The Christmas shop that took over a small Alaskan city

You better watch out. You better not cry. Some of the letters that arrive by the sackful at Santa Claus House in North Pole, Alaska, will break your heart.

A selection of these handwritten notes – from kids in America, neighbouring Russia and far-flung Germany – is displayed in the store's foyers. They're a glimpse into what goes on behind the scenes at this Christmas-themed business and small city, a 20-minute drive from Fairbanks in Alaska's interior. Between them, the store and local post office receive up to half a million Santa letters annually.

With North Pole wedged between Eielson Air Force Base and Fort Wainwright Army base, it's no surprise the more memorable letters come from kids in military families. Paul Brown, who married into Santa Claus House's founding family and is the operations manager, says: "Santa will get the question, 'Dear Santa, my daddy's deployed, can you bring him back?' or 'Dear Santa, my daddy was at war, he's not coming back' – a lot of that really sad stuff.

"Santa is great at handling that," he says. "It's enlightening to read the letters. You can tell some of the trends, whether it's political or social or economic trends such as the recession of 2008. We started to see that before it made headlines. 'Dear Santa, my mommy lost her job – can you help her get a job?' or 'Dear Santa, I'm not going to be able to live at my house at Christmas time – hopefully you can find me.' "

There's "a lot of funny stuff, too, 'Dear Santa, bring gifts, take my brother,' " Brown says.

Santa Claus House started when Brown's wife Carissa's grandparents, Con and Nellie Miller, built a general store in the area. Miller had been a fur buyer, donning a Santa suit when travelling to rural outposts.

"He was the first Santa Claus many village children had ever seen," Brown says. When Miller tired of travelling and started building his store in a spot infamously several degrees colder than Fairbanks, "local kids drove by and yelled out, 'Hello Santa Claus, are you building a house?' and it became Santa Claus House," Brown says.

A year after opening in 1952, the savvy Miller delivered paperwork asking for the community to be named North Pole. "The two have grown together," says Brown. Today, street lamps and even the McDonald's sign are held up by red and white-striped poles resembling candy canes and residents leave their Yuletide decorations in place year-round.

In the early years, military personnel shopping for family and friends drove Santa Claus House's growth. By the 1960s, it was catering to curious tourists motoring north to see Alaska, which had only joined the union in 1959. The highway was rerouted in 1972 but Santa Claus House moved with it to continue tapping passing traffic. Today's store is 10 times bigger than the 1972 one.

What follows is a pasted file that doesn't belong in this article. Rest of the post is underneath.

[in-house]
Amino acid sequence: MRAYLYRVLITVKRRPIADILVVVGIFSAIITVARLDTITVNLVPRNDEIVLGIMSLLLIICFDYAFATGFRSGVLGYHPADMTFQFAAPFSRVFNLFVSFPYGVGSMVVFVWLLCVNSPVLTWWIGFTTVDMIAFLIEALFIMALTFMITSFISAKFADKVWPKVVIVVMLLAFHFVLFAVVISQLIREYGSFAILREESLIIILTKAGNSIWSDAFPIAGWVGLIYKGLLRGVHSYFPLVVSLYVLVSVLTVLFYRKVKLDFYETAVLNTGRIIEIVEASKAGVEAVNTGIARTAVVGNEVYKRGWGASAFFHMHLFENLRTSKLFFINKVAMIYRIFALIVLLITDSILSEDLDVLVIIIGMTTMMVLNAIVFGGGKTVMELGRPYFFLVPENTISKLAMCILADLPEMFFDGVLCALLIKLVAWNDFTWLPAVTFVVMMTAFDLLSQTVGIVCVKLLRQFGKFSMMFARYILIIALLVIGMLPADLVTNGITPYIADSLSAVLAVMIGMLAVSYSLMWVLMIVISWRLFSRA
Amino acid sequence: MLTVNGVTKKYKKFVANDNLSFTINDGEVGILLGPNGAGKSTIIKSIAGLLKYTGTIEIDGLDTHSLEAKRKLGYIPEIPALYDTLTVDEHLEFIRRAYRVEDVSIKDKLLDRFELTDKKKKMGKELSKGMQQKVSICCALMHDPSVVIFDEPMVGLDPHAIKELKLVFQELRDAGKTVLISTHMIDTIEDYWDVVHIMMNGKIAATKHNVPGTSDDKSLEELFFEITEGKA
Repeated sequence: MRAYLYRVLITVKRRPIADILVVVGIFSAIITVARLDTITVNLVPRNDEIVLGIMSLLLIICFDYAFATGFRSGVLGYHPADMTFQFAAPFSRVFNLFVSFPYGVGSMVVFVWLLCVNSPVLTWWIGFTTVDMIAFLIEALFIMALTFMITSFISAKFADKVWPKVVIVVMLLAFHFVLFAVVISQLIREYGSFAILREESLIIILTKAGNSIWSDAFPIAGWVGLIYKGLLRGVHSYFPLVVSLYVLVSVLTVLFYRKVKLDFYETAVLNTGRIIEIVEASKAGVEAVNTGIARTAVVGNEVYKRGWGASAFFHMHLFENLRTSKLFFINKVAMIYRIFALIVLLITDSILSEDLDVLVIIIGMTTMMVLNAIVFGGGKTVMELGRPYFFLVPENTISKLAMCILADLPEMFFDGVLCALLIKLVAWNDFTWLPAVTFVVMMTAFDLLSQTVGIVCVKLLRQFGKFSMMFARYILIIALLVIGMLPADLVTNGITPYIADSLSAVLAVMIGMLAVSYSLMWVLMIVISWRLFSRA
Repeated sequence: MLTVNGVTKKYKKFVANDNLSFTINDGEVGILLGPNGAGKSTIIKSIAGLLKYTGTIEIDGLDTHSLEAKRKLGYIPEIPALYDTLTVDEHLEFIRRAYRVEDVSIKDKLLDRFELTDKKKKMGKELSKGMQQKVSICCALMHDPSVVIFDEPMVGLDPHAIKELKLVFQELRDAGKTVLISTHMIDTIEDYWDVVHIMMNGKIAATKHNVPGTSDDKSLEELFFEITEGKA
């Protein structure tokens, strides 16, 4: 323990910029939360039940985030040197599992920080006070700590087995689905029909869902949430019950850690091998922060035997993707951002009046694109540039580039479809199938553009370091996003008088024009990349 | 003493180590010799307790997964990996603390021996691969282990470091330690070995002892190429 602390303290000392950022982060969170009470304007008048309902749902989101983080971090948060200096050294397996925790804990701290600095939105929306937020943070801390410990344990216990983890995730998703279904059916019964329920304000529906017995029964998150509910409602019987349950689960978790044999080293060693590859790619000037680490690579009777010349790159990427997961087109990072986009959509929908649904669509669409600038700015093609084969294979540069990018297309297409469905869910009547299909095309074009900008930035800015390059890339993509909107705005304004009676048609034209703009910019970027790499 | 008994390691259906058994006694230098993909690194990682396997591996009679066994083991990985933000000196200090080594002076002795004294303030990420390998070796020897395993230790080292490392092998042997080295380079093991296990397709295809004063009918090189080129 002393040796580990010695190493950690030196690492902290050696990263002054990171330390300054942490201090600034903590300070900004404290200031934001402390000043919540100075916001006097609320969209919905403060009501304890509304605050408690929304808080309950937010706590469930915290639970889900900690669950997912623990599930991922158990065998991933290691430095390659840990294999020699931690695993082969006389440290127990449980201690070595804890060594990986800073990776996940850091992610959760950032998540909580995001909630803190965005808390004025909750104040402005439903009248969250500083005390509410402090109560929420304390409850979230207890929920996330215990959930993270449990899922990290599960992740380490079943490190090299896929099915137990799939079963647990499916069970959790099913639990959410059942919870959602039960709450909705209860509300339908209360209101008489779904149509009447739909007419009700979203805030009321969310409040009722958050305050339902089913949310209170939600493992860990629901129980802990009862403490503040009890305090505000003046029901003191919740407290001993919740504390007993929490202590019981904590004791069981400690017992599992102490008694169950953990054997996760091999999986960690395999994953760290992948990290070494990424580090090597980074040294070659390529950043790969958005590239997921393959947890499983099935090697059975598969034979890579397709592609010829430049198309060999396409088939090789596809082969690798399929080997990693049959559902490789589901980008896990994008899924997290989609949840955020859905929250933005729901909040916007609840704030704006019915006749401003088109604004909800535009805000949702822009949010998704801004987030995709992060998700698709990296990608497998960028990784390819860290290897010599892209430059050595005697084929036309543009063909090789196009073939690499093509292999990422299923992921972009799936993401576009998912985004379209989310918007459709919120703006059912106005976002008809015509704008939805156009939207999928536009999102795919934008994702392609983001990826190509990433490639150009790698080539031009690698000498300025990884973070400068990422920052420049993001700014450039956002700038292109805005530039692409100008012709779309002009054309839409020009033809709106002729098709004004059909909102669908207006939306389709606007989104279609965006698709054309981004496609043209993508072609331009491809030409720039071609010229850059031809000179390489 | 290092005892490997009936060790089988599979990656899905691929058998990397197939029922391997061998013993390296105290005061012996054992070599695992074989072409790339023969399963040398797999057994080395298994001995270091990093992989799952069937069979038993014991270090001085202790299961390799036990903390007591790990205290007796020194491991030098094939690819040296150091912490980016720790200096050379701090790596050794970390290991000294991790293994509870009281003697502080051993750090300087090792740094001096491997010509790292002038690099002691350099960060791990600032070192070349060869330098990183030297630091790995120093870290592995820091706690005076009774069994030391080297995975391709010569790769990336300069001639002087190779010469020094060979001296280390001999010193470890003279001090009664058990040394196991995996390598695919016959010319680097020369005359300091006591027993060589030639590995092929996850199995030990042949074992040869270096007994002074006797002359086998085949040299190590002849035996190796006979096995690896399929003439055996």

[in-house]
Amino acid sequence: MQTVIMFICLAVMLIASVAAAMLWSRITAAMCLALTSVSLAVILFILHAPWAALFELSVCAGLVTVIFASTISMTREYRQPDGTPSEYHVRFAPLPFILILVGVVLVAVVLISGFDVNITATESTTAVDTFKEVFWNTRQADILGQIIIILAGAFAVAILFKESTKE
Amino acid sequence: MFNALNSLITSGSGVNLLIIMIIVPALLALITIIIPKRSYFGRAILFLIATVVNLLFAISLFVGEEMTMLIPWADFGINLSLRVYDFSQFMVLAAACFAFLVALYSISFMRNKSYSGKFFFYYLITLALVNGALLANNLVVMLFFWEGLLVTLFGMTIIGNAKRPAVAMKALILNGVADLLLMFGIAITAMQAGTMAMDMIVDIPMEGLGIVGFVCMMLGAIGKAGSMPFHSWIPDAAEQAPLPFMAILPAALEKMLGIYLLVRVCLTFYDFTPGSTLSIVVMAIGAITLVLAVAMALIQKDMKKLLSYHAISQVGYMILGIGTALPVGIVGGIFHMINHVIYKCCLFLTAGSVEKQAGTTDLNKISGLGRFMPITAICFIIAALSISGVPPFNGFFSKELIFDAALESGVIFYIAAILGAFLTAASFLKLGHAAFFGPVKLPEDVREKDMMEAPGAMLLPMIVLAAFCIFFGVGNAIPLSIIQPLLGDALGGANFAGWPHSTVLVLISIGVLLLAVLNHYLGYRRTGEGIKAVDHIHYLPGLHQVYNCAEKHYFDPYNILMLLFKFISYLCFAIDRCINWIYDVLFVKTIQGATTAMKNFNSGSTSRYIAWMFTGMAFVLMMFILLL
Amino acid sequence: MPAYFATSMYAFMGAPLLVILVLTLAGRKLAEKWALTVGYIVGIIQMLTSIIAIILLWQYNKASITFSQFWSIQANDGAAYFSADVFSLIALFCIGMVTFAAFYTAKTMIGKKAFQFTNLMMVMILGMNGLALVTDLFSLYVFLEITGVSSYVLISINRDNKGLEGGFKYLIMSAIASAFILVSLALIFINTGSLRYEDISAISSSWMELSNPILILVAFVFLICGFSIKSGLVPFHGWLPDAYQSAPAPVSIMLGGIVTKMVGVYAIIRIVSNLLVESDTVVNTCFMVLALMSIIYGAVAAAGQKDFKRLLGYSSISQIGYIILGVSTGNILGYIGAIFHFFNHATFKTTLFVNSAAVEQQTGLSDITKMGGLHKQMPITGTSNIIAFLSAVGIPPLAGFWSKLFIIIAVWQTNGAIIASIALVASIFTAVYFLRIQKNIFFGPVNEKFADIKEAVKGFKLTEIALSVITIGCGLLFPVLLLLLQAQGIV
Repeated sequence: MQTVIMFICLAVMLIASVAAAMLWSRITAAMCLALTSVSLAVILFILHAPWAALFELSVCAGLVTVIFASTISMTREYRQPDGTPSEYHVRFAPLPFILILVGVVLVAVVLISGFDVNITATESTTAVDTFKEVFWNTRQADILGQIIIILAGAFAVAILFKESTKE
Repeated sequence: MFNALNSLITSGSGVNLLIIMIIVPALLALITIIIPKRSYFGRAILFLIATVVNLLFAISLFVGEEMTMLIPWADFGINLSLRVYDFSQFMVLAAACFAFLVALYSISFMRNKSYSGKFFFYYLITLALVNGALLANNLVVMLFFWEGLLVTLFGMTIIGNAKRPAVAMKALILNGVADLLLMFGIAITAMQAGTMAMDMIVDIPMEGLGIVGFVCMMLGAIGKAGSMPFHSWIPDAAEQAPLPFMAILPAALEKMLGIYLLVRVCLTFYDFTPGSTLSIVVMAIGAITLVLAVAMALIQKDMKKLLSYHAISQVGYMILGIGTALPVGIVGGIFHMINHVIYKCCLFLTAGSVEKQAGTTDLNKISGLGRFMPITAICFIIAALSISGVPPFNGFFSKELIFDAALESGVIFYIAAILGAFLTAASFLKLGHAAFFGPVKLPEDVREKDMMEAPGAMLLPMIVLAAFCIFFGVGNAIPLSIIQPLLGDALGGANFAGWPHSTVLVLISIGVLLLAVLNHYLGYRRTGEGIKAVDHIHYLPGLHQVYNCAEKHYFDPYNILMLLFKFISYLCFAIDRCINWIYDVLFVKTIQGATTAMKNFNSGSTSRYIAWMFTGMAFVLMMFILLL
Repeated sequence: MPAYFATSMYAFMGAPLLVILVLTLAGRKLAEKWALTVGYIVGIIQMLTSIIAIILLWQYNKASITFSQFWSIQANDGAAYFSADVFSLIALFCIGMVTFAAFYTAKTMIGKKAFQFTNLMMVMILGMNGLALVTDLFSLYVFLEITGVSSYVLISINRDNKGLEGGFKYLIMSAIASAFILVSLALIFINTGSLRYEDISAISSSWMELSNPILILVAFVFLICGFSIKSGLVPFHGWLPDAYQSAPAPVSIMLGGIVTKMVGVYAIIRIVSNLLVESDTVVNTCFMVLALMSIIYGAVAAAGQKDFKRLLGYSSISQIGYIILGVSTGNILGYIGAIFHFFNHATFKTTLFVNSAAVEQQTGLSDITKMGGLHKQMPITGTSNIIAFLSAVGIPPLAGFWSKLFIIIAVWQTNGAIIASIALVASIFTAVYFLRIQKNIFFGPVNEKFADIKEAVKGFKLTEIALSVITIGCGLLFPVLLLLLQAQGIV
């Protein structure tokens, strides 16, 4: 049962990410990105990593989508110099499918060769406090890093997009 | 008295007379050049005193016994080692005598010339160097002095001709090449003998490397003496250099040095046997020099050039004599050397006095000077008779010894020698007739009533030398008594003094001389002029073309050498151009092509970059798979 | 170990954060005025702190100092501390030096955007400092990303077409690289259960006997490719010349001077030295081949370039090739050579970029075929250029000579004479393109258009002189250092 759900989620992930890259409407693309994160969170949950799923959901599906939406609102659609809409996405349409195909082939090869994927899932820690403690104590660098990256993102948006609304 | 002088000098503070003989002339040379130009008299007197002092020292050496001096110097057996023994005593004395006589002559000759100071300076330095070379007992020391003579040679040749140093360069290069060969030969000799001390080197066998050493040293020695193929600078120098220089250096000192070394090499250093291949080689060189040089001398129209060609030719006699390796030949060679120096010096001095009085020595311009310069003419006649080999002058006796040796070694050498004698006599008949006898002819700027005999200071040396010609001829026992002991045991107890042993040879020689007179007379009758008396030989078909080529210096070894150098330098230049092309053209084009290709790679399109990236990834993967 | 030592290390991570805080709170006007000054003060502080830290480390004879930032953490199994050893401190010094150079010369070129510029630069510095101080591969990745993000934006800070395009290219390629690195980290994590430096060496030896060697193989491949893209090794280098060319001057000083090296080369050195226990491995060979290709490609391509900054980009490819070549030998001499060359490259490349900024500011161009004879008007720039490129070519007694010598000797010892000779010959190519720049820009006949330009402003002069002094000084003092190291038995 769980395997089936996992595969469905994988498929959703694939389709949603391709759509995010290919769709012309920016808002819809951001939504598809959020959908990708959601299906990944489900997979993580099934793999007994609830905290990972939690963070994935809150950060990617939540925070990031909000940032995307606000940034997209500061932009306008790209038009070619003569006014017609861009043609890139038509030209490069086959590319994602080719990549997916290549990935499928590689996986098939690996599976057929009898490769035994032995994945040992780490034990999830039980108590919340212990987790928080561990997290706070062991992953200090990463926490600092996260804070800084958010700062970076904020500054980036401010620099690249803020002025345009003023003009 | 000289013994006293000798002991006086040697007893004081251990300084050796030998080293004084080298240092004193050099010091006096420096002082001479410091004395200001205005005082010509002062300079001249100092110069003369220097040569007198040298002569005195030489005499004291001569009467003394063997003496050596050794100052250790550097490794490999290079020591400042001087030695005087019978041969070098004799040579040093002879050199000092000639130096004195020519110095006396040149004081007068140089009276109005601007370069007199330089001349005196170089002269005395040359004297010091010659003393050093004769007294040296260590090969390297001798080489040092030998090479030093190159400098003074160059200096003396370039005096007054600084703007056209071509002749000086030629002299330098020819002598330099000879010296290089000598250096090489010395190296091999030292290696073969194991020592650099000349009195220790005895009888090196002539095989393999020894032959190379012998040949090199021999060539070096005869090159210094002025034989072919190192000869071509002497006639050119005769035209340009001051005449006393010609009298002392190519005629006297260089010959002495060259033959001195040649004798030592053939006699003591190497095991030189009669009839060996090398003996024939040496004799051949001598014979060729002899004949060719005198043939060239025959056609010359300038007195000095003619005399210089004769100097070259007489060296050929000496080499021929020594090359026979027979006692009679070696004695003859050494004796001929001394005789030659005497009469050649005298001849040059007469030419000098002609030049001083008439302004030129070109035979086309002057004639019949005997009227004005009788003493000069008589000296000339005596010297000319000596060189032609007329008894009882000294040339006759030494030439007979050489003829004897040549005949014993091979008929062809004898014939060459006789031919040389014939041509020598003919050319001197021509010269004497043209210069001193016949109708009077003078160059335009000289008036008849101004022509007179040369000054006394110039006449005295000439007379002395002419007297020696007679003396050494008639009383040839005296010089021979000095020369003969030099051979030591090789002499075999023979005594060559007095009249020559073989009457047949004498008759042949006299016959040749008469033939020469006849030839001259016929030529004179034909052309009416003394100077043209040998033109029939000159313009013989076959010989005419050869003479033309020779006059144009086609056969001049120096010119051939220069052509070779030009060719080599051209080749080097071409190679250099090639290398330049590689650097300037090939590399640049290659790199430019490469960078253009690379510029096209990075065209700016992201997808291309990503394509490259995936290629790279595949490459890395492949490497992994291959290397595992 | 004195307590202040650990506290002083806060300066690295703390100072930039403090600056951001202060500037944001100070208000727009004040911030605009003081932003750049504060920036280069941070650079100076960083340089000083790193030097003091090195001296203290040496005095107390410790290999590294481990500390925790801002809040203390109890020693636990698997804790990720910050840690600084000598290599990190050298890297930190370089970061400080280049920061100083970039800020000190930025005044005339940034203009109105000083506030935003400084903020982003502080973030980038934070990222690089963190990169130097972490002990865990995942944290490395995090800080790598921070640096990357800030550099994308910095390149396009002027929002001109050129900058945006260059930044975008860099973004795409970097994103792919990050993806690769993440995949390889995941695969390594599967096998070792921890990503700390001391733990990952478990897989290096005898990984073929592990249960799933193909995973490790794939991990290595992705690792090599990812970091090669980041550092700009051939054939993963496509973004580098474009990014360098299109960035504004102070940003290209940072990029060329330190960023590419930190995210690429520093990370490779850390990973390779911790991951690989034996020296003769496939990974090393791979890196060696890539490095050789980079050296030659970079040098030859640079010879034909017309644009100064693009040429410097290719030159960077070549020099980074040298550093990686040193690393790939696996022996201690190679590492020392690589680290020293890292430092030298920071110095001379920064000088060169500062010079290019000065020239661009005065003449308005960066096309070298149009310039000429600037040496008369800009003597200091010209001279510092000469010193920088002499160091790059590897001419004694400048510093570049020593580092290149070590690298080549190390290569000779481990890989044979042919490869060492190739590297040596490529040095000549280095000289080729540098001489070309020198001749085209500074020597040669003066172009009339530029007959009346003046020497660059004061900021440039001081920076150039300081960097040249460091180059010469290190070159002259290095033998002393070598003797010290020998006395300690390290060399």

Advertisement

The business is best known for its Santa letter. For $US9.95 ($US1 more for destinations outside the US), Santa sends a standard or customised letter. "We've mailed out millions of those – it's something we're famous for," says Brown. Templates cover a wide range of recipients, from non-believers and not-so-good adults and children to pet cats and dogs. You can also drop in to visit Santa, who works Wednesday to Sunday year-round. "At Christmas time it becomes a madhouse in here – there's a two- to three-hour wait for Santa," says Brown. "We pass out numbers so people can mill around and don't have to stand in line."

That leaves them free to browse merchandise ranging from knick-knacks up to a $US15,000 hand-carved Russian dogsled display. "We don't sell trees, garlands or Christmas lights – we can't compete on price – but specialised ornaments do well," Brown says. Best-sellers include Santa Claus House- and North Pole-branded items, and Alaskan-made products.

Brown is better placed than most to reflect on the meaning of Christmas. "As easy as it is to become jaded, there's still magic to Christmas," he says. "We encourage people to remember what the holidays are about. It's about friends and family, and a joyful spirit.

"You see people when they walk through the doors [and] it's the happiest place on earth. It doesn't matter what day of the year it is – you can come in here and feel the magic of the holidays. Where else in the world can you give Santa your Christmas list in July?"

TRIP NOTES

MORE 

traveller.com.au/Alaska

explorefairbanks.com

VISIT

Santa Claus House is at 101 St Nicholas Drive, North Pole, Alaska. Santa's reindeer live next door at the Antler Academy, which also hosts Christmas in Ice, a seasonal ice-sculpture park. from November 30 until January 6. See santaclaushouse.com, christmasinice.org

Katrina Lobley was a guest of Explore Fairbanks and Brand USA.

Comments